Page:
A trend among Australians is social conservatism compared to some European cultures and an acquired balanced attitude, defining their European origins within a preference for the growing Asian influence. They tend to be relaxed regarding religious observance. The Australian sense of egalitarianism in its gungho form has moderated; while modes of address still tend to be casual and familiar compared to some other cultures, such as Asian. Most Australians will tend to address you by your first name and will expect that you reciprocate.
Unless you are actively trying to insult someone, a traveller is unlikely to insult or cause offence to an Australian through any kind of cultural ignorance. Australian modes of address tend towards the familiar. It is acceptable and normal to use first names in all situations, even to authority figures or people many years your senior. Australia is a nation that prides itself on witty and imaginative nicknames and thus fond of using and giving nicknames – even to recent acquaintances. It is likely being called such a name is an indication that you are considered a friend and is it would be rare they are being condescending.
While attitudes towards alcohol in Australia have moderated in recent years, there is still much goodwill in venturing and accepting the sharing of a drink (mainly beer) amongst newly made acquaintances. In rural locations especially, refusing the offer of a quiet drink is still something that is capable of causing offence. Within the bounds of health, safety and culture, one should try and accommodate this custom, even if you only partake of a glass of lemonade.
It is generally acceptable to wear revealing clothing in Australia. Bikinis and swimming attire is okay on the beach, and usually at the kiosk across the road from the beach. It is normal to wear at least a shirt and footwear before venturing any further. Most beaches are effectively top optional (topless) while sunbathing. Just about all women wear a top while walking around or in the water. There are some clothing optional (nude) beaches, usually a little further removed from residential areas. Thong bikinis (more commonly called g-string bikinis in Australia as thongs refer to flip-flop footwear) are fine on all beaches and some outdoor pools for both women and men although they are not as common as conventional beachwear. Some outdoor pools have a “top required” policy for women. Cover up a little more when visiting places of worship such as churches or mosques.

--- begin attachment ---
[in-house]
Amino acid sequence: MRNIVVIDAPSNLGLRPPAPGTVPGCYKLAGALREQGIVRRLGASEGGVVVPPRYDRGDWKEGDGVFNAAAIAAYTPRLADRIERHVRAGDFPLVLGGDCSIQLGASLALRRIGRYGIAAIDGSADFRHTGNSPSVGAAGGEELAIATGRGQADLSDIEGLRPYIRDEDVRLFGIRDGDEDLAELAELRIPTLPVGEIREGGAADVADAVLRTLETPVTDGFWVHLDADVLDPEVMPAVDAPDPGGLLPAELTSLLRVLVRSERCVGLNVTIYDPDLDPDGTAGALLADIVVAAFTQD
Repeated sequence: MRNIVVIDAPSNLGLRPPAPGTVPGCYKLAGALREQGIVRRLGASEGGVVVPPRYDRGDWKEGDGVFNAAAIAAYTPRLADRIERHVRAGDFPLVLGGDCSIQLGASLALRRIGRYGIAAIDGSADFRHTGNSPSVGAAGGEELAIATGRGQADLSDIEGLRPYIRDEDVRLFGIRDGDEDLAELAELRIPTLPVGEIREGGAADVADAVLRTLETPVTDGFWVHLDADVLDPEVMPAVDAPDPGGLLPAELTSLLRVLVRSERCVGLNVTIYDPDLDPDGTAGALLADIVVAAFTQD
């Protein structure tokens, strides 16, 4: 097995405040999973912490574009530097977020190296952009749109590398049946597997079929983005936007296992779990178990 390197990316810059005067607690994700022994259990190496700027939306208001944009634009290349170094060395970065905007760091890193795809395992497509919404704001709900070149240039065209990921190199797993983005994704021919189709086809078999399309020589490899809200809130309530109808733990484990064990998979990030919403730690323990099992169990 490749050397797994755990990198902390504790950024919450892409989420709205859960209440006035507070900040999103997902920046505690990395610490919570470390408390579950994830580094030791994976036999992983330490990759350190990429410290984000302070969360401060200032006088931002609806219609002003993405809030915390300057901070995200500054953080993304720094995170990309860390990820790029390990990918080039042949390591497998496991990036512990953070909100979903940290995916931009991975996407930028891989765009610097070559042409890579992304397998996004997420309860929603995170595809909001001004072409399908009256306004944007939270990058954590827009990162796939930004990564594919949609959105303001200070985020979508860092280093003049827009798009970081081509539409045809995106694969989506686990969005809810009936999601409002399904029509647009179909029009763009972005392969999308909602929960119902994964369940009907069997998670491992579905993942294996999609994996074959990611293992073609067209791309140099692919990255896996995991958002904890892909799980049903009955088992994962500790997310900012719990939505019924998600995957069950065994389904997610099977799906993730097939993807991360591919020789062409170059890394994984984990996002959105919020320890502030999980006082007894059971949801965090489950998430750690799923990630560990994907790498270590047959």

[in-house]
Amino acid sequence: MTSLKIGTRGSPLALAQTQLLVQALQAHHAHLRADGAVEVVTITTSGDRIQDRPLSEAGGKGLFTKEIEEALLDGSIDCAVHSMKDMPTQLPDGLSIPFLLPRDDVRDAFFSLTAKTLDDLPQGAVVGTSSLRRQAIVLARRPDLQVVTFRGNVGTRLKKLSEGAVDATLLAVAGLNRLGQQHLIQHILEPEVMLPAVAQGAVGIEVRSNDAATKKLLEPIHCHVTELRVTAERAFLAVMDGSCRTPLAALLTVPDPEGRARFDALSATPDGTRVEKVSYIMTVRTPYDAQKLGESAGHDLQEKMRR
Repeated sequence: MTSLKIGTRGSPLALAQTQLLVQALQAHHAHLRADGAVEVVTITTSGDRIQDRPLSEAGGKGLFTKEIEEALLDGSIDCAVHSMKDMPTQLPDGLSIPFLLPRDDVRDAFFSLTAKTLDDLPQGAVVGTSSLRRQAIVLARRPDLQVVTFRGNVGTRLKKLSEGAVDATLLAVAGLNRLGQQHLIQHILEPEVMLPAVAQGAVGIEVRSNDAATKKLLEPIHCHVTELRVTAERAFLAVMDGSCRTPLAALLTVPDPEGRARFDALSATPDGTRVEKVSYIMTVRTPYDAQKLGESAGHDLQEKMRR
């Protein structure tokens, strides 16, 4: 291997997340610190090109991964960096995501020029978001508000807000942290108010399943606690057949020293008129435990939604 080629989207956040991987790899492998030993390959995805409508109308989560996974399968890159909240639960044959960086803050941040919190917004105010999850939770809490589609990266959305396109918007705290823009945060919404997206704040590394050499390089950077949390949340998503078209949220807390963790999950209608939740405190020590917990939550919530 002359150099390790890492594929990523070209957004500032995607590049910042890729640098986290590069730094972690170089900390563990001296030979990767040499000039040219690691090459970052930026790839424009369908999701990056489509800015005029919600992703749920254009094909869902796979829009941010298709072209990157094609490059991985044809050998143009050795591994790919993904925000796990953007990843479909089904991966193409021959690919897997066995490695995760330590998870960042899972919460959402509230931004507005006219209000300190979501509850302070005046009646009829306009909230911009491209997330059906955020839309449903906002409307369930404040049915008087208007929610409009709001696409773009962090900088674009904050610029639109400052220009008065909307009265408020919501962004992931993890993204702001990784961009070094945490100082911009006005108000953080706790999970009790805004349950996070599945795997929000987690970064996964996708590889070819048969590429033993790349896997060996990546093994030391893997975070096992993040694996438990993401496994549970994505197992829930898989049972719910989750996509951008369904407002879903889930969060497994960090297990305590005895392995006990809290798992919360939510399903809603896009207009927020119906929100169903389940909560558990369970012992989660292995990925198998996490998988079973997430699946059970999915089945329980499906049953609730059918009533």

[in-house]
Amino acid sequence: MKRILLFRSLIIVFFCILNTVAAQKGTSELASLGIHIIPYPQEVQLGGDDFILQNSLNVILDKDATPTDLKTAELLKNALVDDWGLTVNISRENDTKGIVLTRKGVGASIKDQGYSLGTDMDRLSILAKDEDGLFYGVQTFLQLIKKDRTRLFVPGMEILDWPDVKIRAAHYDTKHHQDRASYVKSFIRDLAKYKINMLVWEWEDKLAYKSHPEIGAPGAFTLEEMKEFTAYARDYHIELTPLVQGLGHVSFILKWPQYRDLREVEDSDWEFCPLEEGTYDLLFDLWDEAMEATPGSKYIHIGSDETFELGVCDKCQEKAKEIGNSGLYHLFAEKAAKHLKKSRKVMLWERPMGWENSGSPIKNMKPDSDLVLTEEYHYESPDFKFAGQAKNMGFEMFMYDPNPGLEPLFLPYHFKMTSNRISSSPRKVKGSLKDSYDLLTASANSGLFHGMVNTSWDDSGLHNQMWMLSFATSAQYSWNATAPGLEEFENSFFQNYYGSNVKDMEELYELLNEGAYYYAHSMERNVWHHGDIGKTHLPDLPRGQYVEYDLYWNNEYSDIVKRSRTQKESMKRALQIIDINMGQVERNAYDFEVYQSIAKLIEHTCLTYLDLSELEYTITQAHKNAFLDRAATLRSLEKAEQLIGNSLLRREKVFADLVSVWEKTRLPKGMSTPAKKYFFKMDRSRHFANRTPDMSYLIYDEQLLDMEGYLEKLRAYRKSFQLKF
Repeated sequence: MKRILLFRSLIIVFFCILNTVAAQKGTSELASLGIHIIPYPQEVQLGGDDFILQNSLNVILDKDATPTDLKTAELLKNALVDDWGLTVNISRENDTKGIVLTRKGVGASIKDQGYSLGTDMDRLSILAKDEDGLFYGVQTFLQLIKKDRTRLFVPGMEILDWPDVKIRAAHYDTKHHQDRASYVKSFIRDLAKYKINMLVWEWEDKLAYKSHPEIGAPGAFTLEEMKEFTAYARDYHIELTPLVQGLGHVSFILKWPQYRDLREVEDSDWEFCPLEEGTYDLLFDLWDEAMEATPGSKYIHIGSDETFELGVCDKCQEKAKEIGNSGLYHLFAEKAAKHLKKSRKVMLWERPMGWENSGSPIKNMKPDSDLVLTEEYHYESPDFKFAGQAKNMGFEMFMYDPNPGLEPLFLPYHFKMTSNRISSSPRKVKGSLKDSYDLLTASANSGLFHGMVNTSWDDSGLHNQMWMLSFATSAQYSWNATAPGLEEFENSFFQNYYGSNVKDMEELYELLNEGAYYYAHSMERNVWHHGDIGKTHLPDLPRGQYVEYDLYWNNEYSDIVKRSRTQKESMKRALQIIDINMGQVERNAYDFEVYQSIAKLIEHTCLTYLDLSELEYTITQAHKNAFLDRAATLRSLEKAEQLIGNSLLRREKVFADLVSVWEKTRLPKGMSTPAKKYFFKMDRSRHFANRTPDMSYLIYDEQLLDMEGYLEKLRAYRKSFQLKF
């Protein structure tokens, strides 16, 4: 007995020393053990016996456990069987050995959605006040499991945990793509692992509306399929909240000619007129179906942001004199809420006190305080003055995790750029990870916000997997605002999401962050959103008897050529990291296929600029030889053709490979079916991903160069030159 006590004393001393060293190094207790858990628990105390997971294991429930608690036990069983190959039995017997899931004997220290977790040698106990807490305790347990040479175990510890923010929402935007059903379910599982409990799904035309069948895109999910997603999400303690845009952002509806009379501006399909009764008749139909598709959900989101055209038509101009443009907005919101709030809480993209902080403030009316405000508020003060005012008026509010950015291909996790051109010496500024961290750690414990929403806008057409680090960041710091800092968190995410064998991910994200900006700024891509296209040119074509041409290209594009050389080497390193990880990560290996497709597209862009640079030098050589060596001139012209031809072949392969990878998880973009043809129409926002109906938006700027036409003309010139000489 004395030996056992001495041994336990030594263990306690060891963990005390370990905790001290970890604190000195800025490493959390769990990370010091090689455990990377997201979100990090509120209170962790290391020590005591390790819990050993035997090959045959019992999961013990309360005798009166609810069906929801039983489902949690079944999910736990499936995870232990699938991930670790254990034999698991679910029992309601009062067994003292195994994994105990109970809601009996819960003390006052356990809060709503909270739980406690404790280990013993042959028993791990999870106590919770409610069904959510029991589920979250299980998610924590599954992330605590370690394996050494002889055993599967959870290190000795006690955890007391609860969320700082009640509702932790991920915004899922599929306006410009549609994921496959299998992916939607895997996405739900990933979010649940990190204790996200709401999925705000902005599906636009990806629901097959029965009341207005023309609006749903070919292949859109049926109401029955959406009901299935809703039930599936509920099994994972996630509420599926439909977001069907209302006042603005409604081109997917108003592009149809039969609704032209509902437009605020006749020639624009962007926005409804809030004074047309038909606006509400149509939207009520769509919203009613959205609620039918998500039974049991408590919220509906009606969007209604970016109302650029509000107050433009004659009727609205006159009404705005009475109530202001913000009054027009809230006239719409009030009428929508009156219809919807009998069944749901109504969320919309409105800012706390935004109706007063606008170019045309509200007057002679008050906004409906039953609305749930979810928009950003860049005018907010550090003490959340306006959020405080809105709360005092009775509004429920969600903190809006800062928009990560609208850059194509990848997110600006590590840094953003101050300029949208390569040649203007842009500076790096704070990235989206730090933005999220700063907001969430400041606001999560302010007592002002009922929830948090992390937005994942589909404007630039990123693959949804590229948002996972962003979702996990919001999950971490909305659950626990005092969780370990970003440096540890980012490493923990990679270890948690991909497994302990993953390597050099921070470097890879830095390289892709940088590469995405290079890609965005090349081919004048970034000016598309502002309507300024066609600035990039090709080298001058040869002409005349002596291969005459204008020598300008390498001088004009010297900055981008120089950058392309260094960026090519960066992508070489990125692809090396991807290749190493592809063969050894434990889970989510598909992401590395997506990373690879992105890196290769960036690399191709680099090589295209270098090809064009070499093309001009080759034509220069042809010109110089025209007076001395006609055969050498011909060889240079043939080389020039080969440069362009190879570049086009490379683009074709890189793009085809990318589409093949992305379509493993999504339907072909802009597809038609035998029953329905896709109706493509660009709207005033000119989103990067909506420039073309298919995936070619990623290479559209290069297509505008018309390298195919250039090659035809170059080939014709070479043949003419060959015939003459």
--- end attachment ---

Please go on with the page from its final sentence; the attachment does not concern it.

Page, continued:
In warm conditions casual “t-shirt and shorts” style clothing predominates except in formal situations. Business attire, however, is considered to be long sleeved shirt, tie, and long trousers for men, even in the hottest weather. (In the northern part of the country, a short sleeved, open neck shirt with slacks, known as ‘Darwin Rig’, is acceptable).
Using Australian stereotypical expressions may be viewed as an attempt to mock, rather than to communicate. If you pull it off well, you might raise a smile. Australians are often self-deprecating, and are rarely arrogant. However, it is rude to ever agree with a self-deprecating remark. Boasting about achievements is rarely received well. Most Australians are happy to help out a lost traveller with directions, however many urban dwellers will assume that someone asking “Excuse me”, is going to be asking for money, and may brush past. Looking lost, holding a map, looking like a backpacker or getting to the point quickly will probably help.
With this, you had the primer on key facts about Australia, and key facts on culture and customs. Another important part of the culture is the local food and the local drinks. Make sure you read our posts on Australia food and drinks: Local food you should try in Australia and No miss drinks in Australia.
Other tips that you’d like to share on mistakes to avoid in Australia? Please comment below.